Review: Conductor Jerry Hou rises to the occasion in ASO subscription debut

Jerry Hou is on the fast track. He started as a professional trombonist, but turned to conducting after his instrumental career was ended by injury. In 2020, he joined the Atlanta Symphony Orchestra as associate conductor and, now 46, has received a title upgrade to “resident” conductor.

Although he lives in Houston with his wife and son, and teaches at Rice University, he’s music director of the high-powered Atlanta Symphony Youth Orchestra and also “cover” conductor for the main ASO concerts — attending rehearsals to offer advice about on-stage. balances and related sonic matters and, more crucially, to step in if the scheduled maestro slips on a banana peel and can’t lead the concert.

He has also He has been assisting as a cover conductor at the New York Philharmonic and will make his podium debut there later this season.

Thursday was Hou’s ASO subscription-concert debut, a big deal for an up-and-coming conductor. Perhaps not surprisingly, the orchestra seemed very relaxed while Ho at first seemed very nervous. By the concert’s end, his talents were abundantly clear.

They opened with two recent works by prominent female composers – paired together for the start of Women’s History Month.

For many years, Joan Tower (born in 1938) was among the most-performed of all American composers, with seemingly every classical music award in her overflowing trophy case. Ho programmed her 1920/2019, part of a New York Philharmonic commission to honor the 19th Amendment which gave women the right to vote. That amendment passed in 1920, and Tower links it to the year she wrote this music, in 2019, during the #MeToo movement. In a program note, the composer calls these two years “probably the most historically significant years for the advancement of women in society.”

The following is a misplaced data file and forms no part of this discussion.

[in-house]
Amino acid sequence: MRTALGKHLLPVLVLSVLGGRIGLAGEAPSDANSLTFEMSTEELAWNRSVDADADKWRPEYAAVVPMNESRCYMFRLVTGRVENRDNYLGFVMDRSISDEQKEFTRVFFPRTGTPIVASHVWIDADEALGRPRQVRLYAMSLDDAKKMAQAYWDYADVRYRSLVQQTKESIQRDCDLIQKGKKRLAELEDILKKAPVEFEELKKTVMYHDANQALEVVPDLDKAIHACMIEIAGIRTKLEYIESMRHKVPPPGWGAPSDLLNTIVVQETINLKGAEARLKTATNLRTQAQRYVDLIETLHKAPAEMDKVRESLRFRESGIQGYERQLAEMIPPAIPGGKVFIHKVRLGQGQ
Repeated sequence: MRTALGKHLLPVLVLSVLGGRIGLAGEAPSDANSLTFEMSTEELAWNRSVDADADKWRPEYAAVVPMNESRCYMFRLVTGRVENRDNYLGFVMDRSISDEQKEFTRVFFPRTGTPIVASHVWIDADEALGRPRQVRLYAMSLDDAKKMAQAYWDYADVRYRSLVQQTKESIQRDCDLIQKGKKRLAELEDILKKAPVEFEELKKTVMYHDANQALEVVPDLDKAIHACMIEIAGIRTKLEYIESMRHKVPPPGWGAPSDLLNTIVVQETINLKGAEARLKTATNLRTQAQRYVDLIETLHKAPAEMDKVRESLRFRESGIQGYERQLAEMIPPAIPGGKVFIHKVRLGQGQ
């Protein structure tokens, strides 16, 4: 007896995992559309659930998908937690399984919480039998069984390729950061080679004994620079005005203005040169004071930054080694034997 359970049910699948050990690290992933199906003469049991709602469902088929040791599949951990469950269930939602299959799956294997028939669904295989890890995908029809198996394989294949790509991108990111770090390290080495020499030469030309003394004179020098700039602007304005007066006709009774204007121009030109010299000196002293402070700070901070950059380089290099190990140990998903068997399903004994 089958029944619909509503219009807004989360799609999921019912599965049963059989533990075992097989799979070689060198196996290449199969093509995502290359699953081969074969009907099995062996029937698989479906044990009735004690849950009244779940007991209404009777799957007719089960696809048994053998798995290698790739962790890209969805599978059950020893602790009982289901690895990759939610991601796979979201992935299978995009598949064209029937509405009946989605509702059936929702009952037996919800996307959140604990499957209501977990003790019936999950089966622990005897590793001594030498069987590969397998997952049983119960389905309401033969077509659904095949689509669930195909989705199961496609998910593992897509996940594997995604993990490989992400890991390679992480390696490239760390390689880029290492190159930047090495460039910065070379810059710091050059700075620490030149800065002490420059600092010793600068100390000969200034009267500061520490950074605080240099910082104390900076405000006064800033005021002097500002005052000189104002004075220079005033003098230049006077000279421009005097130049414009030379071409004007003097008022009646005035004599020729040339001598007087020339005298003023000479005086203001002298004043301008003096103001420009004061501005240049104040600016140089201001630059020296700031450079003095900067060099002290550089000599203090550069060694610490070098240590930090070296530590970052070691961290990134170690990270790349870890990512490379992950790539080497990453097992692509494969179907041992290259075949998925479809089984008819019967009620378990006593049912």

Jerry Hou
Composer Joan Tower was in the audience for the performance of her “1920/2019.”

1920/2019 It opens with a percussive bang, of bass drum and wood blocks, and the orchestra joins with a rising line that’s as much atmosphere as melody. There are delightful passages across the work’s 15 minutes, such as a nostalgic solo cello line augmented by the tuba, or the many short, often zesty stand-alone bits for violin, or clarinet, or trumpet, or horns — almost a mini concerto for orchestra.

Tower’s music is of high craftwork with a premium on texture and clarity, with no wasted motion, no obscured sounds from the middle of the ensemble. Hou conducted in crisp, compact beats.

The audience at first gave the performance rather mild applause, till the composer herself (who’d been seated in the audience next to the great Atlanta composer Alvin Singleton) walked up onto the stage, to cheers and boisterous appreciation.

We’ve been hearing a lot of Jessie Montgomery’s music recently. Last season the ASO played her poignant Records from a Vanishing City and earlier this week the Catalyst String Quartet offered what’s perhaps her most famous piece, strum, at Spivey Hall. (A violinist, Montgomery had been a Catalyst member before her composing career took off.)

Born in 1981, she’s now working on a doctorate at Princeton, teaching violin and composition at The New School in New York City, and is the Chicago Symphony’s composer-in-residence. Still growing as an artist, she moves from strength to strength.

Thursday we heard “Rounds,” a 17-minute concerto for piano and strings, which filled the middle of the concert. Here Montgomery stepped far outside her comfort zone. It was composed for, and with, Awadagin Pratt, who was also Thursday’s soloist. The piece premiered last year and has already been performed widely across the US, by both major and regional orchestras.